After the 2008 implosion, the US Federal Reserve pumped money into the economy. The mechanism was to buy back government bonds. The Fed spent more than 8 trillion dollars in these Quantitative Easings. That’s $10,000 for every one on the planet. If you’re wondering whether your cheque is lost in the mail – it ain’t. It was delivered long ago to the financial institutions that manage wealth for the One Percent. That’s how the Uber-rich had got to own the Bonds that Treasury bought back. The flood of cash went to their merchant bankers and trust funds to re-invest.

Those firms were sitting on more capital than they could place at the average rate of profit. Trump’s tax cuts swelled this excess to pump the New York exchange to above 25,000 points.

Stock-market boom

Before the latest madness got started the deal was that you got $1 in dividend for every seventeen dollars you spent on a share. Now, you get $1 on every $30. The $1 return costs an extra $13. The price to earnings ratio, (or P:E.) used to be 17:1 – now it is 30:1.

Escalating entry-costs to the share-market coincided with the absence of new bond issues from safe governments. The safest bets were selling, not buying.

That conjuncture sent more than a few investors back to chasing junk bonds.  Those issues offer much higher rates of interest. They must to attract funds into firms or for governments that carry a chance of going belly up.

Two to tango

This hunt for junk bonds airlifts us back two weeks to the recent G20 meeting in Buenos Aires. Almost a year ago we mentioned a truly remarkable event. The Argentinian government offered to sell $US17.75 billion in bonds. They won’t to mature until the year 2,117 – yes, you heard right –100 years from now. Within two days, the offer had been over-subscribed. This rush to buy was just one more measure of how much excess capital is sloshing around.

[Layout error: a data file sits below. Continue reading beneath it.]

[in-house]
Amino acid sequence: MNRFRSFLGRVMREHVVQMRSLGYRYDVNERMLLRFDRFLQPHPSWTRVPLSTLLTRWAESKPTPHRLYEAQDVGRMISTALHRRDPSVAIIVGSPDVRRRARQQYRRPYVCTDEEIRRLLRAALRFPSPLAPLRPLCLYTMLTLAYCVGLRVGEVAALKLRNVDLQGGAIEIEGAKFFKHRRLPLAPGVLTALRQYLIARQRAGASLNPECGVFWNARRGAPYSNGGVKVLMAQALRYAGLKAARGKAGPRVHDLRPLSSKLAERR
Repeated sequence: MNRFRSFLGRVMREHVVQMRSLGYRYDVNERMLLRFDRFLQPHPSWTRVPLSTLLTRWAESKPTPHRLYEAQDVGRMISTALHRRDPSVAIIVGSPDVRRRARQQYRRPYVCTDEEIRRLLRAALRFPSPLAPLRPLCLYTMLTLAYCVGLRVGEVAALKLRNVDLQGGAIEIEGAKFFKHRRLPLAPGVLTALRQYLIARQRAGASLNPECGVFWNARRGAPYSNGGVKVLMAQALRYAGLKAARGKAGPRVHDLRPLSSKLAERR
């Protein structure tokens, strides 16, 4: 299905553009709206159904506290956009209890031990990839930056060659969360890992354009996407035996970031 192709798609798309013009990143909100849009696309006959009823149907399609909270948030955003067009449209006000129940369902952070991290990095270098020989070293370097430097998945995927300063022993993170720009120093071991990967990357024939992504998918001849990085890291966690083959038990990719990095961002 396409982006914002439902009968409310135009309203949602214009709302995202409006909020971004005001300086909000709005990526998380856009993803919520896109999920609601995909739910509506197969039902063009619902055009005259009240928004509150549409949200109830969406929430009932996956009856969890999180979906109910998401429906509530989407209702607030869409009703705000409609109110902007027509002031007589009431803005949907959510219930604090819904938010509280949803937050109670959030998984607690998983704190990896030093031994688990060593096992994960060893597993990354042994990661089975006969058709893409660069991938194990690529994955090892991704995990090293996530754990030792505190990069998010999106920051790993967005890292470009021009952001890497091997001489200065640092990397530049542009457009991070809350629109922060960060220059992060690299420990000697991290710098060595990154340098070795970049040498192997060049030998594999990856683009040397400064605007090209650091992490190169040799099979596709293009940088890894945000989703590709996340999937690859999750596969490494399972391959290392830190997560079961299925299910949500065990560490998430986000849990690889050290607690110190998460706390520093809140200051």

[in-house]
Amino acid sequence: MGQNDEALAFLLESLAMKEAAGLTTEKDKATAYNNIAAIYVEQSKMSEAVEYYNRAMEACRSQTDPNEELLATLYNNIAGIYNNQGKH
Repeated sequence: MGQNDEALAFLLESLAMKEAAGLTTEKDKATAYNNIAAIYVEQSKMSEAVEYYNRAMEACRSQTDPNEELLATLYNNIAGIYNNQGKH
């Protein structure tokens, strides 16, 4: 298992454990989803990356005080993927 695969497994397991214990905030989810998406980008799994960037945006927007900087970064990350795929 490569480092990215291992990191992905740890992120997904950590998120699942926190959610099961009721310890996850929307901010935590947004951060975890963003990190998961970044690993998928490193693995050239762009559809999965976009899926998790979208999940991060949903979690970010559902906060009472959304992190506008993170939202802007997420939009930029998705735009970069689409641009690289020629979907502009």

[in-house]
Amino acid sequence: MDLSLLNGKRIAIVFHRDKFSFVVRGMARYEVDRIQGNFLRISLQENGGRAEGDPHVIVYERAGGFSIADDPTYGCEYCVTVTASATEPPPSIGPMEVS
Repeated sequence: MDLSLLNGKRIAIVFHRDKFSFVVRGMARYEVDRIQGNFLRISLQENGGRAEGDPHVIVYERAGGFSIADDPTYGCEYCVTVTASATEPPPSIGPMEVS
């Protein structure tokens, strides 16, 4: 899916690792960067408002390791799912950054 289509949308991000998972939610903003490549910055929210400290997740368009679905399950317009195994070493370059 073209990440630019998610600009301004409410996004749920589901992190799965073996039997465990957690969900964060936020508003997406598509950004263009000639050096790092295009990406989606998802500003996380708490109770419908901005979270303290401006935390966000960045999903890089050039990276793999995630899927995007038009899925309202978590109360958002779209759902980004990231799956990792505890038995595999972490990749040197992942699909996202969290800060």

There’s an even more remarkable aspect to the stampede of investors into Argentinian bonds. Buenos Aires have defaulted on international debts six times in the past 100 years. The most recent one was in 2014. You didn’t have to be Warren Buffett to predict what happened next.

Last August, Buenos Aires had to go to the IMF to borrow $US59 billion. The IMF bailout is bad news for the Argentinian workers. It imposed its usual regime of slashing welfare.

More generally, the fact that Argentina is still a member of the G20 – let alone the host nation for its 2018 summit – spotlights the mess that global capitalism is in twelve years after the sub-prime bond market began to fall apart in 2006.

If you missed out on lending to Argentina, don’t despair. There are plenty of other basket cases selling Bonds. In August last year, Iraq wanted to borrow one billion. It was swamped with offers of six. Argentina and Iraq don’t have a monopoly on junk bonds.

On one point, the experts agree: capitalism is in unchartered territory. It’s a mad, mad world.

Property as an ‘asset class’

What looks safer than a failed state?

The OECD has just warned about a hard landing for the Australian property market. What has that prospect got to do with the Bond Market?

Commercial property has long been an ‘asset class’ – like gold. Global wealth managers buy classes of assets. They are not buying this house or that apartment. The Melbourne boom was not powered just by individual Chinese bidding from the footpath.

The investors don’t know where these multi-million dwellings are.

Why should they? They never give a thought to living in them. They expect earnings from the rent and out of capital gains. Hence, the trigger for a property-market collapse could be when the wealth managers at Union Bank of Switzerland can find a better hole to hide in.

No, Teresa, there is no Santa Claus

Brexit offers a further round of Xmas cheer. The Pound is plunging. The Bank of England is buying corporate bonds to support the economy. How long before the Chancellor stops buying UK bonds to stimulate growth and starts selling them to prevent the collapse of Sterling, indeed, of the entire shebang?

Humphrey McQueen

15 Dec 2018